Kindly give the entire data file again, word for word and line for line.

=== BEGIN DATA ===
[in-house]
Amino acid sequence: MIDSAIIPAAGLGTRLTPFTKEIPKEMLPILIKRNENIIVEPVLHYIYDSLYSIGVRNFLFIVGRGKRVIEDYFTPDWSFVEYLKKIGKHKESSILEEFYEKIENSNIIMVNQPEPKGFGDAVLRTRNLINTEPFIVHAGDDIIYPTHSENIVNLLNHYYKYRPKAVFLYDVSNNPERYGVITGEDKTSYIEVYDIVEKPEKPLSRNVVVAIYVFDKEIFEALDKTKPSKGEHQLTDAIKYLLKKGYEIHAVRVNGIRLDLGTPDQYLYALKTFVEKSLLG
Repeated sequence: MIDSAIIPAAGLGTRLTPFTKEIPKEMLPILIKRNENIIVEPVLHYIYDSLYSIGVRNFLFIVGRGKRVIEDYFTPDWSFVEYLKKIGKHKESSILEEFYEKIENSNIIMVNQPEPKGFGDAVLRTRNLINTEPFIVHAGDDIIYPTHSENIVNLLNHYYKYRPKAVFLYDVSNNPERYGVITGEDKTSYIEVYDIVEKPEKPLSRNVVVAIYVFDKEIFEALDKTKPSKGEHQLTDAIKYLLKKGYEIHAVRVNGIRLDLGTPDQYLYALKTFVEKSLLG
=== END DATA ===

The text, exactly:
[in-house]
Amino acid sequence: MIDSAIIPAAGLGTRLTPFTKEIPKEMLPILIKRNENIIVEPVLHYIYDSLYSIGVRNFLFIVGRGKRVIEDYFTPDWSFVEYLKKIGKHKESSILEEFYEKIENSNIIMVNQPEPKGFGDAVLRTRNLINTEPFIVHAGDDIIYPTHSENIVNLLNHYYKYRPKAVFLYDVSNNPERYGVITGEDKTSYIEVYDIVEKPEKPLSRNVVVAIYVFDKEIFEALDKTKPSKGEHQLTDAIKYLLKKGYEIHAVRVNGIRLDLGTPDQYLYALKTFVEKSLLG
Repeated sequence: MIDSAIIPAAGLGTRLTPFTKEIPKEMLPILIKRNENIIVEPVLHYIYDSLYSIGVRNFLFIVGRGKRVIEDYFTPDWSFVEYLKKIGKHKESSILEEFYEKIENSNIIMVNQPEPKGFGDAVLRTRNLINTEPFIVHAGDDIIYPTHSENIVNLLNHYYKYRPKAVFLYDVSNNPERYGVITGEDKTSYIEVYDIVEKPEKPLSRNVVVAIYVFDKEIFEALDKTKPSKGEHQLTDAIKYLLKKGYEIHAVRVNGIRLDLGTPDQYLYALKTFVEKSLLG